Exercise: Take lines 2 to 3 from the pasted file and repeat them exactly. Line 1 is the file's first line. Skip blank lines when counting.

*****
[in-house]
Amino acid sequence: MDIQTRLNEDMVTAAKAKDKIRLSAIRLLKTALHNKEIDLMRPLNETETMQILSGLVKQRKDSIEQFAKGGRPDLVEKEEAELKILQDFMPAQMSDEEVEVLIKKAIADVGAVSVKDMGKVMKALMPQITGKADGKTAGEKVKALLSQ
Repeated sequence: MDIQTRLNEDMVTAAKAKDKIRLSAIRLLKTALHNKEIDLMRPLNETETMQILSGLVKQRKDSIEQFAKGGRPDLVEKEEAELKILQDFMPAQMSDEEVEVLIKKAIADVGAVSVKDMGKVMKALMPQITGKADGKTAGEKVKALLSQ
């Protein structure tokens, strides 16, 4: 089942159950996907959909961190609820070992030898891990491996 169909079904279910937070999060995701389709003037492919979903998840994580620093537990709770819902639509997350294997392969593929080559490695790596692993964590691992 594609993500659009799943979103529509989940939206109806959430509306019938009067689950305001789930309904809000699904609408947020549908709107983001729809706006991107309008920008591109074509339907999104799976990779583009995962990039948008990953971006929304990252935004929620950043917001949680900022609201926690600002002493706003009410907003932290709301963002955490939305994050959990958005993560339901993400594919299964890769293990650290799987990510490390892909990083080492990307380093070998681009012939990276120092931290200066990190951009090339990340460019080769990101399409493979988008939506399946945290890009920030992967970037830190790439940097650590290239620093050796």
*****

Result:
Amino acid sequence: MDIQTRLNEDMVTAAKAKDKIRLSAIRLLKTALHNKEIDLMRPLNETETMQILSGLVKQRKDSIEQFAKGGRPDLVEKEEAELKILQDFMPAQMSDEEVEVLIKKAIADVGAVSVKDMGKVMKALMPQITGKADGKTAGEKVKALLSQ
Repeated sequence: MDIQTRLNEDMVTAAKAKDKIRLSAIRLLKTALHNKEIDLMRPLNETETMQILSGLVKQRKDSIEQFAKGGRPDLVEKEEAELKILQDFMPAQMSDEEVEVLIKKAIADVGAVSVKDMGKVMKALMPQITGKADGKTAGEKVKALLSQ